The interaction between my own personal grief journey coinciding with this process of learning led me to see an opportunity for bridging the gap between law enforcement and the communities they serve. We expanded the mission of Heroes In Blue and re-named the organization to reflect this shift in focus. The re-branded organization Serve & Connect, (https://serveandconnect.net/) is a nonprofit 501(c)(3) focused on building community resilience and well-being through transformative police and community partnerships. Our work seeks to promote proactive, collaborative, and prevention-oriented policing. Through our comprehensive support system, we seek to build the capability and readiness (Scaccia, Cook, Lamont, Wandersman, Castellow, Katz, et al., 2015) of police officers to help identify root causes of crime related to inequity and implement effective solutions for helping people in need. A key component of the work is fostering social capital between police officers and community organizations to spread resources that enhance resilience to adverse community environments. We also seek to create settings that encourage relationship development and constructive dialogue. Serve & Connect takes a strengths-focused approach to improving police and community relationships that builds on police officers’ desire to serve by placing them as conduits for improving the conditions that give rise to issues in community safety. We are guided by values of empathy, trust and an appreciation for our shared humanity. Our approach relies heavily on community psychology skills and principles to inform an inclusive and effective model of collaboration.

Though this organization is in its infancy, I am proud of our preliminary impact. Notably, our Compassionate Acts Program provides police with resources to help address immediate needs related to poverty and to build relationships with marginalized communities. Greg’s Groceries, a flagship initiative within the Compassionate Acts Program, provides police with boxes of nonperishable food so that they may assist people experiencing hunger. Each box contains a week’s supply of food. Police distribute boxes while responding to calls; through referrals; and at community events. The program was developed in collaboration with Harvest Hope Food Bank, a South Carolina food bank serving 20 counties. Since the launch of the program in August 2017, a total of 640 boxes equaling approximately 13,440 meals have been distributed in food insecure communities. Overall, the Compassionate Acts Program has been implemented in eleven police departments across six counties in South Carolina. We are also in the process of implementing a number of other initiatives that promote partnerships and courageous conversations between police and marginalized communities, including Latino communities, individuals experiencing physical and mental disabilities, at-risk youth and more.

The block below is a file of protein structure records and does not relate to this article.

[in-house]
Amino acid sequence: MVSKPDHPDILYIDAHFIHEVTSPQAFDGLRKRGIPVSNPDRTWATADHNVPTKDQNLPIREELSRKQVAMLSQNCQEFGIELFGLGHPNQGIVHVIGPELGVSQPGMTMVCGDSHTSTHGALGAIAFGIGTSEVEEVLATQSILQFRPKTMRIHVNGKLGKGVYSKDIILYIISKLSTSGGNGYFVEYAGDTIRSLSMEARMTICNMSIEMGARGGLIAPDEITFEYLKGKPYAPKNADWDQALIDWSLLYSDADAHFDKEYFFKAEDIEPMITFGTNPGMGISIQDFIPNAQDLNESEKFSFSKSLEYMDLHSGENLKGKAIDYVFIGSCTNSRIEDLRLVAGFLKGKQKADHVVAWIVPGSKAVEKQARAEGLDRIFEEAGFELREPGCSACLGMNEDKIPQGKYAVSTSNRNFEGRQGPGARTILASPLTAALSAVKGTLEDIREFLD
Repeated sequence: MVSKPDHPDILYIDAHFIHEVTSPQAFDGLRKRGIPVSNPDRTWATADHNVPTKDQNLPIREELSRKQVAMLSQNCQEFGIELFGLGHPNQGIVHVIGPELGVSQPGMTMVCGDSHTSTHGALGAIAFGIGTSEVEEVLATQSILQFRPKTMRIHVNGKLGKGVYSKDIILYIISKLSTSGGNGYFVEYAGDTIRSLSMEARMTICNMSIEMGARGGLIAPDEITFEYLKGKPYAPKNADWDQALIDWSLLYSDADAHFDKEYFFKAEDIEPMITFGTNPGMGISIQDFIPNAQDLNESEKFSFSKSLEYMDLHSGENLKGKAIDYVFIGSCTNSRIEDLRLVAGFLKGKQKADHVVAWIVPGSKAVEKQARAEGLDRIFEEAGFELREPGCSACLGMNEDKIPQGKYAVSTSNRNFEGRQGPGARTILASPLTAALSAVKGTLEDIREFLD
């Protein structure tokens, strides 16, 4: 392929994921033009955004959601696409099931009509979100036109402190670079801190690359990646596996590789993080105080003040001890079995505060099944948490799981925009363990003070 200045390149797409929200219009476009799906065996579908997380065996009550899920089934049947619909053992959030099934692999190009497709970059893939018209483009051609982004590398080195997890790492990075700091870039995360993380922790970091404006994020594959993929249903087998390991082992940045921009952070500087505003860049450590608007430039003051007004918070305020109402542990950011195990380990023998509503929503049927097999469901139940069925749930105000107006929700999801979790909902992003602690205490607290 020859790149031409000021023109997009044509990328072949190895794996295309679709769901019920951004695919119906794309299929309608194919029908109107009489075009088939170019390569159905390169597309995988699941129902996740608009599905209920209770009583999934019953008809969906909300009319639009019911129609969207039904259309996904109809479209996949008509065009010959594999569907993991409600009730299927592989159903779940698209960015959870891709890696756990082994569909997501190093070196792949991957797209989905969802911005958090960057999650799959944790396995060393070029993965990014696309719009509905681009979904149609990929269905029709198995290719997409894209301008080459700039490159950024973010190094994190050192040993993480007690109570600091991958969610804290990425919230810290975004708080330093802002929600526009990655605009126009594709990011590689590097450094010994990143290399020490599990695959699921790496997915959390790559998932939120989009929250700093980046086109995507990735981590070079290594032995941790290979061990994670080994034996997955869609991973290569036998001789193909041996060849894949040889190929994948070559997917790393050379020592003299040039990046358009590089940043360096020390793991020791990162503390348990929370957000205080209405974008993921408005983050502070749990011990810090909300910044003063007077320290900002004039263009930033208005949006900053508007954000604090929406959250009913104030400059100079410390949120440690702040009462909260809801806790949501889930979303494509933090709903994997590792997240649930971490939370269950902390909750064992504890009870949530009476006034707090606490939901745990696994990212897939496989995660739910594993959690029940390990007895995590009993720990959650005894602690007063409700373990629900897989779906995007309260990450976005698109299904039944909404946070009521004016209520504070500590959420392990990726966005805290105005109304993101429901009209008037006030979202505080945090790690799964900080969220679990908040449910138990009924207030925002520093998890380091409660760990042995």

This work focuses on creating a new way of interacting between police and community. We are taking an innovative approach to improving law enforcement and community interactions that is heavily informed by community psychology constructs, skills and principles. I believe this is a model that can be implemented across issues to facilitate change during our current polarizing climate. We know through research that community cohesion, social capital, and diverse partnerships foster transformative change. As community psychologists, we have the knowledge and skills to facilitate collaboration among diverse stakeholders and drive effective solutions from the bottom-up. We can build more inclusive, welcoming, resilient communities for all if we are willing to embrace the dialectic and confront our own biases. I believe it is time to re-engage what it means to be an agent for social change in today’s world by finding the courage for collaboration during divisive times.

References

Ali, S.S. (2017, March 18). Police Shortage Hits Cities and Small Towns Across the Country. Retrieved from https://www.nbcnews.com/news/us-news/police-shortage-hits-cities-small-towns-across-country-n734721.

Alia, K.A. (2017, May 10). Read Kassy Alia’s Court Statement: ‘It is not too late for our world.’ Retrieved from https://www.thestate.com/news/local/crime/article149708034.html.

Baumgartner, F. R., Epp, D. A., & Shoub, K. (2018). Suspect Citizens: What 20 Million Traffic Stops Tell Us about Policing and Race. Cambridge University Press.

Bor, J., Venkataramani, A. S., Williams, D. R., & Tsai, A. C. (2018). Police killings and their spillover effects on the mental health of black Americans: a population-based, quasi-experimental study. The Lancet.

Peck, J. H. (2015). Minority perceptions of the police: A state-of-the-art review. Policing: An International Journal of Police Strategies & Management38(1), 173-203.

Police departments struggle to recruit enough officers. (2017, January 5). The Economist. Retrieved from https://www.economist.com/united-states/2017/01/05/police-departments-struggle-to-recruit-enough-officers.

Rappaport, J. (2002). In praise of paradox: A social policy of empowerment over prevention. In A Quarter Century of Community Psychology (pp. 121-145). Springer, Boston, MA.

Scaccia, J. P., Cook, B. S., Lamont, A., Wandersman, A., Castellow, J., Katz, J., & Beidas, R. S. (2015). A practical implementation science heuristic for organizational readiness: R= MC2. Journal of Community Psychology, 43(4), 484-501.

Smith, S. (2016, June.) A Crisis Facing Law Enforcement: Recruiting in the 21st Century. Retrieved from http://www.policechiefmagazine.org/a-crisis-facing-law-enforcement-recruiting-in-the-21st-century/.

Wilks, A. (2015, September 30). Forest Acres police officer Greg Alia remembered as upstanding man, father. Retrieved from https://www.thestate.com/news/local/crime/article37135992.html.